THIS summer, Amy Andriekus has written to more than 800 companies and wealthy Americans asking for financial help. The straight-A high school graduate is looking for contributions so she can attend the University of Pennsylvania in Philadelphia this fall.
Her middle-income family will have two college students to support, yet Amy qualifies for only a $2,500 loan toward the $23,000 yearly tuition, room, and board.
In light of their circumstances, the Andriekus family took great interest as President Bush signed legislation reauthorizing the Higher Education Act last week.
The $100-billion bill expands federal financial aid to middle-income families like the Andriekuses. But the changes don't take effect until next summer.
"It's a little late for us," says Amy's father, Paul Andriekus, an assembly-line electrician for General Motors. "It might be good for next year.... We do need help. The middle class has been getting shut out. I make too much money to qualify for anything. And yet I don't make enough [to cover the tuition], especially when you have two kids going at the same time."
The Higher Education Act of 1965 comes up for reauthorization every five years and covers all federal financial aid. The revisions in this bill raise the loan limits for all programs and expand the maximum grant amounts for low-income students.
"What Congress has done is create some loan programs which do not have the same level of federal subsidy involved," says Lawrence O'Toole, president of the New England Education Loan Marketing Corporation in Braintree, Mass.
If fully funded, the new legislation will make about 1 million more students eligible for Pell Grants. Another 1.4 million will be eligible for guaranteed loans.
Parents can borrow up to the full cost of education under a new unsubsidized loan program. Previously, middle-income parents could borrow only $4,000 a year.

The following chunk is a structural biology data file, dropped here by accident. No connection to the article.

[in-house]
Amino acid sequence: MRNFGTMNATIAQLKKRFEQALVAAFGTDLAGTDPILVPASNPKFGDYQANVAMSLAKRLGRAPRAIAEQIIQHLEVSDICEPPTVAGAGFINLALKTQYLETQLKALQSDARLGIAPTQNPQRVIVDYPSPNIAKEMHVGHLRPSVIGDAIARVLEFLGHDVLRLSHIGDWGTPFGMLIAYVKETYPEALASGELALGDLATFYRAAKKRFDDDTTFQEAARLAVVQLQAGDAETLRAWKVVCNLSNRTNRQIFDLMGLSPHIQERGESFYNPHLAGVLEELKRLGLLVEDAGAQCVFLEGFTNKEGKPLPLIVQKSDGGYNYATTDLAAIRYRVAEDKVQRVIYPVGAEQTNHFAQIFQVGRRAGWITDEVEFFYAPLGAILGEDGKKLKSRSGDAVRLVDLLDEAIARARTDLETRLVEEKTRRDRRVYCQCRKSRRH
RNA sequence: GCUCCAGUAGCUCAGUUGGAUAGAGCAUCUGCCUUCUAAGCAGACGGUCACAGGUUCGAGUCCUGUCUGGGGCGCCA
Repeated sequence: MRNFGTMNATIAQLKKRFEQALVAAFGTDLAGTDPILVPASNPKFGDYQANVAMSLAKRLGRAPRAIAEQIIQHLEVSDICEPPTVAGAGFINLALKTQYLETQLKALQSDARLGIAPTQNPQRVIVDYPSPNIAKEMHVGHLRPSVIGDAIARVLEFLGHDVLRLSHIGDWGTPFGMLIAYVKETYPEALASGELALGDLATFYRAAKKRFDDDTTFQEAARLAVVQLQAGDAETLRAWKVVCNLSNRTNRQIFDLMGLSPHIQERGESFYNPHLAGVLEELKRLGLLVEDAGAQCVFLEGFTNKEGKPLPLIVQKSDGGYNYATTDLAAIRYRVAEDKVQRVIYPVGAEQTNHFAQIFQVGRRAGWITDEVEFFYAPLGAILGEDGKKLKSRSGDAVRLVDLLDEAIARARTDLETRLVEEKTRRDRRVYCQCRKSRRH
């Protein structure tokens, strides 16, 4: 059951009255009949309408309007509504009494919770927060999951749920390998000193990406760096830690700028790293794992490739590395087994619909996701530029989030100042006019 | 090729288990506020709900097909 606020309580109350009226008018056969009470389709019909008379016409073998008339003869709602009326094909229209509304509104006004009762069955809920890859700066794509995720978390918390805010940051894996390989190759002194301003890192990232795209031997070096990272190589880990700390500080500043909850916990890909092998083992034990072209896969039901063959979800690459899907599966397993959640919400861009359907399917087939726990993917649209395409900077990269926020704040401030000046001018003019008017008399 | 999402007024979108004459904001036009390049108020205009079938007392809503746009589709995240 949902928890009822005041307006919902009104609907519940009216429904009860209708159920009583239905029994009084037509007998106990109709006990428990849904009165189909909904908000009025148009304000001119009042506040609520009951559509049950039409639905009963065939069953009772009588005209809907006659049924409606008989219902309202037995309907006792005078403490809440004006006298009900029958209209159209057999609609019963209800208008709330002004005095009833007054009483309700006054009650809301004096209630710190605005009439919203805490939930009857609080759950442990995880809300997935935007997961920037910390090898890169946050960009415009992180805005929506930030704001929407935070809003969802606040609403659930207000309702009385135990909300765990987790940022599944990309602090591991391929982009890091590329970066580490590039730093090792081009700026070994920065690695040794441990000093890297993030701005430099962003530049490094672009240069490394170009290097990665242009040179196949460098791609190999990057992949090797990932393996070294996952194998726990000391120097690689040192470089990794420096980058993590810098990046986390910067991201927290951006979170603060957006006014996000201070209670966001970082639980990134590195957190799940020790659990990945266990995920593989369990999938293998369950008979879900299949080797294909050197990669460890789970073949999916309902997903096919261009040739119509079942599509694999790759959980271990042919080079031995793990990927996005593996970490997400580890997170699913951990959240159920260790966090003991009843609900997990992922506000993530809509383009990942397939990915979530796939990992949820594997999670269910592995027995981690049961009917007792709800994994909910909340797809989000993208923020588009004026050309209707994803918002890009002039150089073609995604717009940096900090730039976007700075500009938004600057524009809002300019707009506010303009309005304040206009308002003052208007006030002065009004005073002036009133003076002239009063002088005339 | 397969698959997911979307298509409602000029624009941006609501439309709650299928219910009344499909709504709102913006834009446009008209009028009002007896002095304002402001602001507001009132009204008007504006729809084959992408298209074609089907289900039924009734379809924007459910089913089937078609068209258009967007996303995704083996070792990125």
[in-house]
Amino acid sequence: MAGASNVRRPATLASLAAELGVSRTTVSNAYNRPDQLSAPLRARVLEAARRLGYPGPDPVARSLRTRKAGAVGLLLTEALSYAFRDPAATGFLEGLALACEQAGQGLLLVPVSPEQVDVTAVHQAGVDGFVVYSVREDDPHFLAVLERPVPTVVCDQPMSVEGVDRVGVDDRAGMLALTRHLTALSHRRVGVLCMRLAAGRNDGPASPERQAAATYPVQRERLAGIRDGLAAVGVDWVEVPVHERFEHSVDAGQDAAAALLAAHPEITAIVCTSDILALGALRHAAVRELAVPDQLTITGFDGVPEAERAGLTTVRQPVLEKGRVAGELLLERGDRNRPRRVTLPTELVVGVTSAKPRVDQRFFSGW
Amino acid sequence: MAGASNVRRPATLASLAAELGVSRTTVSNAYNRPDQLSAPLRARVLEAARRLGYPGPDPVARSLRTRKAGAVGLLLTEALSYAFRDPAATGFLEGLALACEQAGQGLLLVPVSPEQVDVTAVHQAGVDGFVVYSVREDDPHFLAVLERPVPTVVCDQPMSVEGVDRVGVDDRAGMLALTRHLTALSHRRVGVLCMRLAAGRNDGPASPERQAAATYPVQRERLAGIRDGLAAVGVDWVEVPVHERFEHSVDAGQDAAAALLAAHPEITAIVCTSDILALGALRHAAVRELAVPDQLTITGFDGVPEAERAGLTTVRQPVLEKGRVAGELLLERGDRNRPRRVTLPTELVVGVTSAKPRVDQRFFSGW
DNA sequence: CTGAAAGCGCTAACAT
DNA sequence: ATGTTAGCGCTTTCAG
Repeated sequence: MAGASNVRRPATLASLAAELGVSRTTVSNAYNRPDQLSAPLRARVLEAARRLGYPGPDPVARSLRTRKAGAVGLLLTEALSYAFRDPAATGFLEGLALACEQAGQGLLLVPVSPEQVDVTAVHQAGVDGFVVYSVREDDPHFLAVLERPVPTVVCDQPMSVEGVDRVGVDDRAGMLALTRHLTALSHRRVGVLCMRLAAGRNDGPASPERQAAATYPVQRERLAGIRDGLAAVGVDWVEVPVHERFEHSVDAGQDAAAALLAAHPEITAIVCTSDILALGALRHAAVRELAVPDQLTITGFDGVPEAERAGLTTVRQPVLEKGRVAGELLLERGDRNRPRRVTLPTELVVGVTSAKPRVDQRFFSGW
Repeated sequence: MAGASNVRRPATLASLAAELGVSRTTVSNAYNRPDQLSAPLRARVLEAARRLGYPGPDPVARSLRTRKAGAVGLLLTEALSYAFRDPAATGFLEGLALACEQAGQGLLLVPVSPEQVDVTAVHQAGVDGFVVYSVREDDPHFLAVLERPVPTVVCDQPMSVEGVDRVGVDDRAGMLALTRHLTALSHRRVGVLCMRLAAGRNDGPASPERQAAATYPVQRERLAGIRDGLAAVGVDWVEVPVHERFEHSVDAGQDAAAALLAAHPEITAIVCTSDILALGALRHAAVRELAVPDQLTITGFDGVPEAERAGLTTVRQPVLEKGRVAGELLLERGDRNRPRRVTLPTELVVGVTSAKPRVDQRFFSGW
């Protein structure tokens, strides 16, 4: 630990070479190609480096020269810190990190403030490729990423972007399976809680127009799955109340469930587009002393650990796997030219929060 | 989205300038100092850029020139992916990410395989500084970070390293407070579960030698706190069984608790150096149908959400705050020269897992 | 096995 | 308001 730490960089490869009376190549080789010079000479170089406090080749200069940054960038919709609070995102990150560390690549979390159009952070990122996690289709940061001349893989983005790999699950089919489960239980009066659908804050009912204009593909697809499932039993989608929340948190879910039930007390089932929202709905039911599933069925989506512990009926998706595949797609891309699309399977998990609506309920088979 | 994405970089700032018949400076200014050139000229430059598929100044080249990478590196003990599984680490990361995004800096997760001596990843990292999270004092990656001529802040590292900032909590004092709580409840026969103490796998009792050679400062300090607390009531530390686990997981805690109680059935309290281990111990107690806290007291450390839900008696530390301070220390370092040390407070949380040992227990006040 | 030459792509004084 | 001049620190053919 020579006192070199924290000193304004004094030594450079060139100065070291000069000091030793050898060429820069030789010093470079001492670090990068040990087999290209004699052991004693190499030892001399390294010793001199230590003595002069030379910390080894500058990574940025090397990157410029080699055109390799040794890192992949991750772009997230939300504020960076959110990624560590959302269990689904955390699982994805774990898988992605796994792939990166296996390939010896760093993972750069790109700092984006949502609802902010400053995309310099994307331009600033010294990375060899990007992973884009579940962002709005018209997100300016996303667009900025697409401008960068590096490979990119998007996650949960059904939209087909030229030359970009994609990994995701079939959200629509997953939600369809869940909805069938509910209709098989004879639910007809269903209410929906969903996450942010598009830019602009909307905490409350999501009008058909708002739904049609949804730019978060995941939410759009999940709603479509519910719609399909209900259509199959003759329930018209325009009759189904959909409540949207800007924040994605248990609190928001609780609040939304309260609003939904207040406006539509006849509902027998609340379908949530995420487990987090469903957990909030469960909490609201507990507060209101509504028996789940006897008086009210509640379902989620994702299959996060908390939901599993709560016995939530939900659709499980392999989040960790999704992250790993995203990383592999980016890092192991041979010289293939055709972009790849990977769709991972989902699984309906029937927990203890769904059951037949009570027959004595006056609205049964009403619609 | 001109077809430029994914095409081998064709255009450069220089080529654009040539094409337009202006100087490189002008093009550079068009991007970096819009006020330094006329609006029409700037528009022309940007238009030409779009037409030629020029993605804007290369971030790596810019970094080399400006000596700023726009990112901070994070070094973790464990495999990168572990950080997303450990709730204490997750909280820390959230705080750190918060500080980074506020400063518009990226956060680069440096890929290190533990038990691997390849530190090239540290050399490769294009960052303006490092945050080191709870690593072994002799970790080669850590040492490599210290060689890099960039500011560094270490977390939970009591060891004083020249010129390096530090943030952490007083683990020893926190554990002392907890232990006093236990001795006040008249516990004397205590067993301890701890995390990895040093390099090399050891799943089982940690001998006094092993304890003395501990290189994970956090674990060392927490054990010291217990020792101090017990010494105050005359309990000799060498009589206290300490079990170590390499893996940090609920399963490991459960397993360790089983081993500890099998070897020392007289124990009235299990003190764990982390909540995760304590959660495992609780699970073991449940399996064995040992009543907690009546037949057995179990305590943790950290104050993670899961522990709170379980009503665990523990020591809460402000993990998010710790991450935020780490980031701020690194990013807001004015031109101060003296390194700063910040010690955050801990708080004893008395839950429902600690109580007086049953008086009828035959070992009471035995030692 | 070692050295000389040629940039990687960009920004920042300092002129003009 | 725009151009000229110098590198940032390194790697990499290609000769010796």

Congress has also eliminated the value of home equity in calculating financial need. "That number alone served to disqualify a lot of New England students from federal aid programs," Mr. O'Toole says.
The bill introduces a single application form to simplify the financial-aid process, and a pilot program will experiment with ways to extend repayment schedules.
"One of the strong themes of this bill is to explore ways that students can repay loans over a career of earnings rather than just over a 10-year period after they graduate," O'Toole says.
The Bush administration threatened to veto the bill in opposition to a demonstration project in which students at some colleges will receive loans directly from the government rather than through banks. In a compromise, the program has been scaled back from 500 to 250 colleges.
"It is unquestionably cheaper for the federal government to borrow the money directly and to lend that to students," O'Toole says. "But we think that in the long run it will more expensive to administer."
In Michigan, Mr. Andriekus watches these changes warily. "I don't know all there is to know about it yet," he says. But he's not sure that increased access to loans is the answer for his family. "I have to pay that loan back, then I'll be broke. Amy's willing to take some of it on, but I hate to saddle her with a $60,000 bill when she gets out of school."
William Schilling, director of student financial aid at the University of Pennsylvania, wouldn't comment on how the new legislation might affect the Andriekus family. But, he says, there is reason to be skeptical about the overall effect of the bill.
"We have to wait for the other shoe to drop," Mr. Schilling says. "The reauthorization of the Act by itself doesn't make resources available. It really depends on the appropriation process. We're going to have to wait and see."
Budget pressures may delay funding decisions until next year.